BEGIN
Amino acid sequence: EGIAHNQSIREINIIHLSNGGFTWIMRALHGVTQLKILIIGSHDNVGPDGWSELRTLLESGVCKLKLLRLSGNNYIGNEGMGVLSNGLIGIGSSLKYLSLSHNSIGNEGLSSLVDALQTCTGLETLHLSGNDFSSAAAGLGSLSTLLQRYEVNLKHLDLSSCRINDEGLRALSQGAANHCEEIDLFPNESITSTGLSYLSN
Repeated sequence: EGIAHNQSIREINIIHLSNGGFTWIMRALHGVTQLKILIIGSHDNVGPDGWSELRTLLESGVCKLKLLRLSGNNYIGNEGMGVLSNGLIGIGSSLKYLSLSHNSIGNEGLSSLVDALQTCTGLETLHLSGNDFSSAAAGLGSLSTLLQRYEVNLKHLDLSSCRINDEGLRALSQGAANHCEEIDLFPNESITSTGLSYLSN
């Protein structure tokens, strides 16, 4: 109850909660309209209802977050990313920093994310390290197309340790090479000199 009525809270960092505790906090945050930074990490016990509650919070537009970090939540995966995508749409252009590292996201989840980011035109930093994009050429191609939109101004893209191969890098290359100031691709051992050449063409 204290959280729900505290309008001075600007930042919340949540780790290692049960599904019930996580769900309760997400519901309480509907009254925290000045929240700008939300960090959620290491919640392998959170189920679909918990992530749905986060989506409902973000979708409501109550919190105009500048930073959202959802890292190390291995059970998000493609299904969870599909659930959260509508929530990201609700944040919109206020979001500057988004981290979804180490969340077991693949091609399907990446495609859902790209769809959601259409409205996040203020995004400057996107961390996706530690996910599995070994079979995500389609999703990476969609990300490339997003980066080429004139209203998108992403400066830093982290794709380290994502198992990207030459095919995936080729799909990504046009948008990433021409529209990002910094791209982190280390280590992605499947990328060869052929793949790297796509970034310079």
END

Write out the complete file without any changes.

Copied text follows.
Amino acid sequence: EGIAHNQSIREINIIHLSNGGFTWIMRALHGVTQLKILIIGSHDNVGPDGWSELRTLLESGVCKLKLLRLSGNNYIGNEGMGVLSNGLIGIGSSLKYLSLSHNSIGNEGLSSLVDALQTCTGLETLHLSGNDFSSAAAGLGSLSTLLQRYEVNLKHLDLSSCRINDEGLRALSQGAANHCEEIDLFPNESITSTGLSYLSN
Repeated sequence: EGIAHNQSIREINIIHLSNGGFTWIMRALHGVTQLKILIIGSHDNVGPDGWSELRTLLESGVCKLKLLRLSGNNYIGNEGMGVLSNGLIGIGSSLKYLSLSHNSIGNEGLSSLVDALQTCTGLETLHLSGNDFSSAAAGLGSLSTLLQRYEVNLKHLDLSSCRINDEGLRALSQGAANHCEEIDLFPNESITSTGLSYLSN
């Protein structure tokens, strides 16, 4: 109850909660309209209802977050990313920093994310390290197309340790090479000199 009525809270960092505790906090945050930074990490016990509650919070537009970090939540995966995508749409252009590292996201989840980011035109930093994009050429191609939109101004893209191969890098290359100031691709051992050449063409 204290959280729900505290309008001075600007930042919340949540780790290692049960599904019930996580769900309760997400519901309480509907009254925290000045929240700008939300960090959620290491919640392998959170189920679909918990992530749905986060989506409902973000979708409501109550919190105009500048930073959202959802890292190390291995059970998000493609299904969870599909659930959260509508929530990201609700944040919109206020979001500057988004981290979804180490969340077991693949091609399907990446495609859902790209769809959601259409409205996040203020995004400057996107961390996706530690996910599995070994079979995500389609999703990476969609990300490339997003980066080429004139209203998108992403400066830093982290794709380290994502198992990207030459095919995936080729799909990504046009948008990433021409529209990002910094791209982190280390280590992605499947990328060869052929793949790297796509970034310079």